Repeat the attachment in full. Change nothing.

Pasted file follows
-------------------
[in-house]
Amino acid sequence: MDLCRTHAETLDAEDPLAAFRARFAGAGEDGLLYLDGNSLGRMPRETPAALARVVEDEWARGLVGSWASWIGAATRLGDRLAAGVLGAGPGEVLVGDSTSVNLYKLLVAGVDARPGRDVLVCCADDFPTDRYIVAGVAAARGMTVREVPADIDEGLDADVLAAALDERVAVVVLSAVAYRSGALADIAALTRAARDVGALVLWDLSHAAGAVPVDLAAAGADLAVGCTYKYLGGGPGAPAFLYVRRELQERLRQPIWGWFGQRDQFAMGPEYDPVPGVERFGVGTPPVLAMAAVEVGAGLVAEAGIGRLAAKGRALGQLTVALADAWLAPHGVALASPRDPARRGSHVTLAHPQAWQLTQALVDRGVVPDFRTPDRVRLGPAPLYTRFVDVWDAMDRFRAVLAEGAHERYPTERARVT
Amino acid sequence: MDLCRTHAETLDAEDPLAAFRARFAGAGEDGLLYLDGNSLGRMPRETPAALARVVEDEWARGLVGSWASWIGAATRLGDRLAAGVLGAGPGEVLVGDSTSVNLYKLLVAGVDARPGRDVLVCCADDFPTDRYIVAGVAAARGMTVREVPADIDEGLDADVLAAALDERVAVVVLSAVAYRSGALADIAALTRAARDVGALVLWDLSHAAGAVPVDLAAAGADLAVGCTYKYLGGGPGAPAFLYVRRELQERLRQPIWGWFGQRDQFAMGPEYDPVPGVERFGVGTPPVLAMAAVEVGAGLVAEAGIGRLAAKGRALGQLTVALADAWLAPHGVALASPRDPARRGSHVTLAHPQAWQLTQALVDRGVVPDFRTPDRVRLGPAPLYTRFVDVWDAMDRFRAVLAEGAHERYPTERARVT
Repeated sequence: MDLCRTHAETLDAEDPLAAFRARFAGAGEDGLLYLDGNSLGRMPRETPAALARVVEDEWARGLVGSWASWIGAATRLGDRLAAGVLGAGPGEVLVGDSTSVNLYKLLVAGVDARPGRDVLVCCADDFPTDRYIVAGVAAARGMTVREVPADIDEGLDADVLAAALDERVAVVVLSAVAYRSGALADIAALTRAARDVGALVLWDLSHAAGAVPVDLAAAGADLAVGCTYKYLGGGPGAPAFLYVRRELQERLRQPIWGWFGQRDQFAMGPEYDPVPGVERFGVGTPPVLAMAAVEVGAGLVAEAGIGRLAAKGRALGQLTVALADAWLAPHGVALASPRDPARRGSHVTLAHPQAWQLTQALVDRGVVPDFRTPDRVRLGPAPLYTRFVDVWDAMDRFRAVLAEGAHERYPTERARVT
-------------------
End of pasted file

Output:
[in-house]
Amino acid sequence: MDLCRTHAETLDAEDPLAAFRARFAGAGEDGLLYLDGNSLGRMPRETPAALARVVEDEWARGLVGSWASWIGAATRLGDRLAAGVLGAGPGEVLVGDSTSVNLYKLLVAGVDARPGRDVLVCCADDFPTDRYIVAGVAAARGMTVREVPADIDEGLDADVLAAALDERVAVVVLSAVAYRSGALADIAALTRAARDVGALVLWDLSHAAGAVPVDLAAAGADLAVGCTYKYLGGGPGAPAFLYVRRELQERLRQPIWGWFGQRDQFAMGPEYDPVPGVERFGVGTPPVLAMAAVEVGAGLVAEAGIGRLAAKGRALGQLTVALADAWLAPHGVALASPRDPARRGSHVTLAHPQAWQLTQALVDRGVVPDFRTPDRVRLGPAPLYTRFVDVWDAMDRFRAVLAEGAHERYPTERARVT
Amino acid sequence: MDLCRTHAETLDAEDPLAAFRARFAGAGEDGLLYLDGNSLGRMPRETPAALARVVEDEWARGLVGSWASWIGAATRLGDRLAAGVLGAGPGEVLVGDSTSVNLYKLLVAGVDARPGRDVLVCCADDFPTDRYIVAGVAAARGMTVREVPADIDEGLDADVLAAALDERVAVVVLSAVAYRSGALADIAALTRAARDVGALVLWDLSHAAGAVPVDLAAAGADLAVGCTYKYLGGGPGAPAFLYVRRELQERLRQPIWGWFGQRDQFAMGPEYDPVPGVERFGVGTPPVLAMAAVEVGAGLVAEAGIGRLAAKGRALGQLTVALADAWLAPHGVALASPRDPARRGSHVTLAHPQAWQLTQALVDRGVVPDFRTPDRVRLGPAPLYTRFVDVWDAMDRFRAVLAEGAHERYPTERARVT
Repeated sequence: MDLCRTHAETLDAEDPLAAFRARFAGAGEDGLLYLDGNSLGRMPRETPAALARVVEDEWARGLVGSWASWIGAATRLGDRLAAGVLGAGPGEVLVGDSTSVNLYKLLVAGVDARPGRDVLVCCADDFPTDRYIVAGVAAARGMTVREVPADIDEGLDADVLAAALDERVAVVVLSAVAYRSGALADIAALTRAARDVGALVLWDLSHAAGAVPVDLAAAGADLAVGCTYKYLGGGPGAPAFLYVRRELQERLRQPIWGWFGQRDQFAMGPEYDPVPGVERFGVGTPPVLAMAAVEVGAGLVAEAGIGRLAAKGRALGQLTVALADAWLAPHGVALASPRDPARRGSHVTLAHPQAWQLTQALVDRGVVPDFRTPDRVRLGPAPLYTRFVDVWDAMDRFRAVLAEGAHERYPTERARVT